Friday, November 9, 2018

Lawsuit Challenges School Policy Mandating Girls Wear Skirts to Promote Chivalry

Charter Day School in Leland, NC Bans Girls From Wearing Pants

Her school, Charter Day School in Leland, North Carolina, prohibits female students from wearing pants or shorts — a policy that an ongoing lawsuit claims is illegal.

 

Charter Day is hardly the first school to come under fire for a controversial dress code policy, but their skirts-only rule is “definitely an outlier,” Galen Sherwin, an ACLU attorney who is involved in the case, told TODAY Style.

 

“This is definitely an extreme case,” she said. “Certainly none of the schools in the local area have a similar requirement, including the Catholic schools.”

 
Charter Day School claims their uniform policy instills “chivalry” and “traditional values” in students. Baker Mitchell, founder of the Roger Bacon Academy, the organization that runs Charter Day School, explained the rationale for the policy in a 2015 email to parent Bonnie Peltier.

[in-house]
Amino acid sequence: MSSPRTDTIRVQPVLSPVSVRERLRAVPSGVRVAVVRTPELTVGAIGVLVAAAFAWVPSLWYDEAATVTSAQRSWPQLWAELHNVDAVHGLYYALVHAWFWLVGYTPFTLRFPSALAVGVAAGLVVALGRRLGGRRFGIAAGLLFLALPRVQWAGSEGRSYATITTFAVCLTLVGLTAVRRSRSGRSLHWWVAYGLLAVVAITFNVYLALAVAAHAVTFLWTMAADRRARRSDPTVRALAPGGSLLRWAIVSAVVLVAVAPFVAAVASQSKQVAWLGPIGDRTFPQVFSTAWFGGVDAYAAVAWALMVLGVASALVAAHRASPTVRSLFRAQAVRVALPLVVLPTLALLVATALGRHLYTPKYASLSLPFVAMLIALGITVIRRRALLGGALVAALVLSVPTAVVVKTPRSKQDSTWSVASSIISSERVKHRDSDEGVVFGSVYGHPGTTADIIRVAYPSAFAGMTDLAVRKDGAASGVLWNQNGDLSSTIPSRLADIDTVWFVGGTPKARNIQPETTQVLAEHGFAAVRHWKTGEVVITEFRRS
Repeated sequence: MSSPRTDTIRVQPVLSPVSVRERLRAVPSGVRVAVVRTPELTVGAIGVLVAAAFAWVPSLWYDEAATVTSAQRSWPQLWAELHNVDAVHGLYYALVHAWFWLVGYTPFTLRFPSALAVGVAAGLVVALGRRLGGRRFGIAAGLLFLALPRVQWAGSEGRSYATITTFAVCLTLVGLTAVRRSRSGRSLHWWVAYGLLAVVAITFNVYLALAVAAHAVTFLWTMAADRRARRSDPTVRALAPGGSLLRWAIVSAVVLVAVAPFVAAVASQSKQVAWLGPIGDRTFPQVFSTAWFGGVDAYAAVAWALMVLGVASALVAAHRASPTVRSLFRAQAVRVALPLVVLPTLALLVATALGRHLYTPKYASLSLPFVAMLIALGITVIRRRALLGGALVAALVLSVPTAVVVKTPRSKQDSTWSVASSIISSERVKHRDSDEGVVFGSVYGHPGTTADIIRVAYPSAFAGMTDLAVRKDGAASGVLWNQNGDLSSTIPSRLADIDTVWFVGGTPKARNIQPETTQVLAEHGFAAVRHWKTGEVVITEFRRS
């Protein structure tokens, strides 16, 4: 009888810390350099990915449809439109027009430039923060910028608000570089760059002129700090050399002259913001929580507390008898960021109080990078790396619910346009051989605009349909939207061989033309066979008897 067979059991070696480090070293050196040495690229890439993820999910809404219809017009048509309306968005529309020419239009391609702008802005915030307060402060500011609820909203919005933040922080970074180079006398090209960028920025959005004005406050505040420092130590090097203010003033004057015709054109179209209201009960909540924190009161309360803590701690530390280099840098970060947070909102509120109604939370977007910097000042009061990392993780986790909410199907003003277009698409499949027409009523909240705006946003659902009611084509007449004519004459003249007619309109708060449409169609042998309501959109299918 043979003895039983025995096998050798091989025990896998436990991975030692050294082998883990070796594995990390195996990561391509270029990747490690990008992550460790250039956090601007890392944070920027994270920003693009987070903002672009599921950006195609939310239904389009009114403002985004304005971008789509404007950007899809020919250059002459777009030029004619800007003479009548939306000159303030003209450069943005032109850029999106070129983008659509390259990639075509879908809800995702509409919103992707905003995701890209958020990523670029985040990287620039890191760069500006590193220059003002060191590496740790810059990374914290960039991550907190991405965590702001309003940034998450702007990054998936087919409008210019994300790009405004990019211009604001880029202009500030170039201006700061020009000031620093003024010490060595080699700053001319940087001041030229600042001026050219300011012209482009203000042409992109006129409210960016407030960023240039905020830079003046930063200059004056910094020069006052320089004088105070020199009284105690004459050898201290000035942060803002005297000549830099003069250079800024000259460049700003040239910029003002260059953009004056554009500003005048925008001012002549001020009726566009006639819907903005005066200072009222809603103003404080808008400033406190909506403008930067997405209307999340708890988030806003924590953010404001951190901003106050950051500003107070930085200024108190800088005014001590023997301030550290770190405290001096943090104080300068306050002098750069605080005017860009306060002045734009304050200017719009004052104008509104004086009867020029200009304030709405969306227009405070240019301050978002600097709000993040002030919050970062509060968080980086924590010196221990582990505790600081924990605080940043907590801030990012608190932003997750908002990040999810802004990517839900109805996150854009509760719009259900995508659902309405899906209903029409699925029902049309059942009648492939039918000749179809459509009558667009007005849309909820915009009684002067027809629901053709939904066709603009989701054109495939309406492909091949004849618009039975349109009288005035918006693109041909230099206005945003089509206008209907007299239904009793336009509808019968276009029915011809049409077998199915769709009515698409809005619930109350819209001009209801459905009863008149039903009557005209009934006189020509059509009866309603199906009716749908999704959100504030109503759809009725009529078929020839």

“Bullying and sexual harassment are current topics of concern almost everywhere we look,” Mitchell wrote. “Teen pregnancies and casual sex receive concerned attention in most communities. Thus, the uniform policy seeks to establish an environment in which our young men and women treat one another with mutual respect.”
The School Board's explanatory email is here.
The Trustees, parents, and other community supporters were determined to preserve chivalry and respect among young women and men in this school of choice. For example, young men were to hold the door open for the young ladies and to carry an umbrella, should it be needed. Ma’am and sir were to be the preferred forms of address. 
From the deposition (from ACLU):  Explaining school wants to facilitate a "code of conduct where women are treated, they're regarded as a fragile vessel that men are supposed to take care of and honor."
 

https://lawprofessors.typepad.com/gender_law/2018/11/lawsuit-challenges-school-policy-mandating-girls-wear-skirts-.html

Education, Gender | Permalink

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